The PREPARE study
Recent advances in prenatal genetic testing have renewed concerns from disability advocates and right-to-life movements that prenatal diagnoses serve primarily to enable elective terminations. Yet many women and families say they choose prenatal testing for a very different reason: preparation.
Is the concept of prenatal preparation, despite the powerful work it does in justifying prenatal genetic testing, still a “collective fiction”? Although used by pregnant women, clinicians, and patient advocates, preparation may well mean something quite different for all of them. Using Down syndrome as a case study, the objective of this project is to identify and analyze the components of preparation following a prenatal genetic finding; to identify congruence and dissonance in the models of preparation used by different stakeholders; and to better understand the health and behavioral impacts of a prenatal genetic finding and of the ways it is delivered and supported.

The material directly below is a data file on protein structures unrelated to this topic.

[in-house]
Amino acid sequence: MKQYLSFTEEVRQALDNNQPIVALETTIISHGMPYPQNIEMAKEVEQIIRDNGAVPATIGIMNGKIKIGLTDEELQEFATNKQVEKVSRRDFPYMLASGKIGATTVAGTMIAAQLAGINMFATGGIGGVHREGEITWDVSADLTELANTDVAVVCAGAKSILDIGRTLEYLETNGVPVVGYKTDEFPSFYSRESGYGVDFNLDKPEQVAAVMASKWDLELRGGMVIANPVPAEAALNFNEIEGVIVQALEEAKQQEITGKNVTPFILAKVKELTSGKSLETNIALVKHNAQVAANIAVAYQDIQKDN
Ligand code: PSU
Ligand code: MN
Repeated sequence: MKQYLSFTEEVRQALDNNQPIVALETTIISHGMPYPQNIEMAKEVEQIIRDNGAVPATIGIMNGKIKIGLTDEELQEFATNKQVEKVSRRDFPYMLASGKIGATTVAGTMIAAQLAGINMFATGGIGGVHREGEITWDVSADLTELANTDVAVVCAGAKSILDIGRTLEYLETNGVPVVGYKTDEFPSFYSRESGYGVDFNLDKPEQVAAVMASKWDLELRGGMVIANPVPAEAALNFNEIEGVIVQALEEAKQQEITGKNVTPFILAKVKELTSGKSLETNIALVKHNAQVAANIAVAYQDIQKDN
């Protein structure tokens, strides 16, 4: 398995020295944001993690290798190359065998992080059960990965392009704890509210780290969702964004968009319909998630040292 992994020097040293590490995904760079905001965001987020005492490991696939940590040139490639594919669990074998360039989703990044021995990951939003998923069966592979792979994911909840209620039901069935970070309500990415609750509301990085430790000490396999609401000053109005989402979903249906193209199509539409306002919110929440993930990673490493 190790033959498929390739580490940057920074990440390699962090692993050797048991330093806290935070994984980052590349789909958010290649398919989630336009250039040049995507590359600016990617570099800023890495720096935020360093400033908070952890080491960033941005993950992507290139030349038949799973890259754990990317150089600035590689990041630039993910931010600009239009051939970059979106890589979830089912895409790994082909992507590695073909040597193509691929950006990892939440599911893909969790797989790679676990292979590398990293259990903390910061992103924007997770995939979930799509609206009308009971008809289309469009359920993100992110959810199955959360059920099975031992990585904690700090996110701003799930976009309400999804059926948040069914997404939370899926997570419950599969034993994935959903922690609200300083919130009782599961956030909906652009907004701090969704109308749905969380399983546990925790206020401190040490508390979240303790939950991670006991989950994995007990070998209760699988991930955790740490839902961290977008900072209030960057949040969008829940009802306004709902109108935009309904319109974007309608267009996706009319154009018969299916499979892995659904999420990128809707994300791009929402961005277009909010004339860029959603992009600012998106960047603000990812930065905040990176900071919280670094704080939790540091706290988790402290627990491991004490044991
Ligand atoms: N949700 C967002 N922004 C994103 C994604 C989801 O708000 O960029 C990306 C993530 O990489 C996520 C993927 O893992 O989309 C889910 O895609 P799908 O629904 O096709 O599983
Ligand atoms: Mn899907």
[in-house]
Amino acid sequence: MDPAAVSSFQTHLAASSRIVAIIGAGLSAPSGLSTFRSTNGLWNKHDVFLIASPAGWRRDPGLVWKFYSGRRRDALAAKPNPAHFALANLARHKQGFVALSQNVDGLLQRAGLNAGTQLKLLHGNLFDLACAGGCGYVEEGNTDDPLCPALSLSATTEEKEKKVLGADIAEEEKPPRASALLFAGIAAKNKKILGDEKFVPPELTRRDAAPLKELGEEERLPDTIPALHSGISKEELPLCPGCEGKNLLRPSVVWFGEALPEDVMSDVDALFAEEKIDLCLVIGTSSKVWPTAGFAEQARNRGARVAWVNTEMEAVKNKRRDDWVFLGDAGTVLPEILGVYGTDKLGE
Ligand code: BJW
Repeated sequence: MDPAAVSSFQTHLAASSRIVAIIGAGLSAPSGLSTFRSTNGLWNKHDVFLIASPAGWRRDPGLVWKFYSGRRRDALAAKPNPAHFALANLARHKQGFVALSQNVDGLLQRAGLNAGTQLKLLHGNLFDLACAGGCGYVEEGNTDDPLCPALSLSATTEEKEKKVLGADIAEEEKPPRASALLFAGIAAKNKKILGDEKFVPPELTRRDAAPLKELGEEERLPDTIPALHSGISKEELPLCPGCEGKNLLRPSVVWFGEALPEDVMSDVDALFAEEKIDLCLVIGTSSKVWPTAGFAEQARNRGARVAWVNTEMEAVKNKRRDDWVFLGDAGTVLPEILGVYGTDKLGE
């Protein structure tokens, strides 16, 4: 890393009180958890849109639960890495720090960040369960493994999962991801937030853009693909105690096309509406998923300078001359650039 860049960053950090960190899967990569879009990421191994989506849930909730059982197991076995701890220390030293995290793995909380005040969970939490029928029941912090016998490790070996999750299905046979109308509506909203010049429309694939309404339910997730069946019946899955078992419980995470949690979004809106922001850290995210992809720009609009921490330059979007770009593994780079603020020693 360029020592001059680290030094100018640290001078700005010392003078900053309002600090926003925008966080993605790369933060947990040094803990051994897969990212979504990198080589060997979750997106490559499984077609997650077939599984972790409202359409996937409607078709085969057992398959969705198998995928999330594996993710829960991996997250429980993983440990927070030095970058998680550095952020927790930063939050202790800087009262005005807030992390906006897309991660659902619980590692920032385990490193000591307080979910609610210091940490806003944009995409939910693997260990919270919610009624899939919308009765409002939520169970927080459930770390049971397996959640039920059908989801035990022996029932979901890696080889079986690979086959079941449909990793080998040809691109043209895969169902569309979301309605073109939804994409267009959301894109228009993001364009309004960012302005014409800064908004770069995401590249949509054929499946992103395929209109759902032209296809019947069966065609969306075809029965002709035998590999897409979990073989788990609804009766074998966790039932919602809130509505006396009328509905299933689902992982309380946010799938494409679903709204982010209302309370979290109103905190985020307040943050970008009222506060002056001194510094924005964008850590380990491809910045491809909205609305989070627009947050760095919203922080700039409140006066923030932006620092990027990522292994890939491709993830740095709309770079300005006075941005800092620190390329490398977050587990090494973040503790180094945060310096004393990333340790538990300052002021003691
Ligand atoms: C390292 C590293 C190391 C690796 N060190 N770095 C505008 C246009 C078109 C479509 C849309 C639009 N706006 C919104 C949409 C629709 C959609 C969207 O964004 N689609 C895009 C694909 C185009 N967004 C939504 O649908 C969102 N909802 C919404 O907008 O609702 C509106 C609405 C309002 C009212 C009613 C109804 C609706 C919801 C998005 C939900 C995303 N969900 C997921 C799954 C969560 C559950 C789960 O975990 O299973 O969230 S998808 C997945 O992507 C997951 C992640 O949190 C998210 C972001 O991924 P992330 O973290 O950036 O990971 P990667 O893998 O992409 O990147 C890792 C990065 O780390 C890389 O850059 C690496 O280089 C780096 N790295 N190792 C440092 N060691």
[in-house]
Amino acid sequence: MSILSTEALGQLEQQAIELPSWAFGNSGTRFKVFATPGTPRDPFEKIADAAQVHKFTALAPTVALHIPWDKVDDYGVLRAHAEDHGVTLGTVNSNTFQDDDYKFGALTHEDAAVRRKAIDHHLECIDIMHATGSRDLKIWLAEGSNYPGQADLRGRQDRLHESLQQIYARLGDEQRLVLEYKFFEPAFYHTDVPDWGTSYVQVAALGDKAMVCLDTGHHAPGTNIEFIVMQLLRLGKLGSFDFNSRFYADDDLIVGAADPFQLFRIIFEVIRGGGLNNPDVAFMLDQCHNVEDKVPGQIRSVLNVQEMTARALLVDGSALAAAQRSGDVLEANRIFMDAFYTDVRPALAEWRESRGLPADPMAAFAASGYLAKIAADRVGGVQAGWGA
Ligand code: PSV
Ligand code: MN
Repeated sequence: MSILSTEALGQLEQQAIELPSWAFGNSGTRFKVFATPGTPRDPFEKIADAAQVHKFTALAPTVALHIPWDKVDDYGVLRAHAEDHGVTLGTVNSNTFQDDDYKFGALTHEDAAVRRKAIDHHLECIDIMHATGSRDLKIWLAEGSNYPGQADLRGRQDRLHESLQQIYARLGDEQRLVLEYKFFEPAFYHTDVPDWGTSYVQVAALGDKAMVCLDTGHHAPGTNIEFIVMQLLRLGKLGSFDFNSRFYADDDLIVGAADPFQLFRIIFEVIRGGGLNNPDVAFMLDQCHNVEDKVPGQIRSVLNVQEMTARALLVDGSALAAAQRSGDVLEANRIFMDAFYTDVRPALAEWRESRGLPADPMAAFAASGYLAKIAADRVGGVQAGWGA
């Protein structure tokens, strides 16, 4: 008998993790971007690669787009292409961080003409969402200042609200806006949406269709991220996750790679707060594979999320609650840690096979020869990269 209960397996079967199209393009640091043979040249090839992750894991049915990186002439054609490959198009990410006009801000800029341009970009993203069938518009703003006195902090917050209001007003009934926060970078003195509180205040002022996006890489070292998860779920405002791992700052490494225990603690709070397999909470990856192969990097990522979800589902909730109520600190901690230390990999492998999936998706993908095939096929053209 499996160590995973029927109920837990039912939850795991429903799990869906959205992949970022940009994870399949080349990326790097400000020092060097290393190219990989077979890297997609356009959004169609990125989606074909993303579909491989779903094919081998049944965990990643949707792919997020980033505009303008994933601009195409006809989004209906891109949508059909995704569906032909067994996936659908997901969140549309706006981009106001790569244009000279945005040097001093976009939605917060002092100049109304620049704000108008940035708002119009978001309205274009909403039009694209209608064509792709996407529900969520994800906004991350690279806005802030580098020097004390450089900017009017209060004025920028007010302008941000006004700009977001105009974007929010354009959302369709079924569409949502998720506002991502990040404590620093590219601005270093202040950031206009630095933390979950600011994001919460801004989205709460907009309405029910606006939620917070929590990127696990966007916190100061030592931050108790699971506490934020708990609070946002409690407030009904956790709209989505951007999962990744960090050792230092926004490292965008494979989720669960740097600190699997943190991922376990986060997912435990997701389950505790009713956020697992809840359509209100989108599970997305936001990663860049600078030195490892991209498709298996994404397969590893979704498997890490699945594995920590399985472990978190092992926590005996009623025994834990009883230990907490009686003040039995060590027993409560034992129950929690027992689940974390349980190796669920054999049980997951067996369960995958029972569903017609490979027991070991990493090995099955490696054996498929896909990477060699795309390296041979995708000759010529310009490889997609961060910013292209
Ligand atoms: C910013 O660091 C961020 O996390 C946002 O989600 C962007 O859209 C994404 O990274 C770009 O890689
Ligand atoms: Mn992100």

PREPARE (PREparation: Actions and REsults) is in the planning stages, with a funding application under consideration by the National Institutes of Health. If funded, the study will include research on clinicians, patient advocacy groups, and (potential) parents of children with Down syndrome. It will explore the concept of preparation as a rationale for prenatal testing, and focus on the similarities and differences between the actions that clinicians, support groups, and parents believe are most valuable in preparing for a child with Down syndrome.
For more information about the PREPARE study, see prepare-study.net.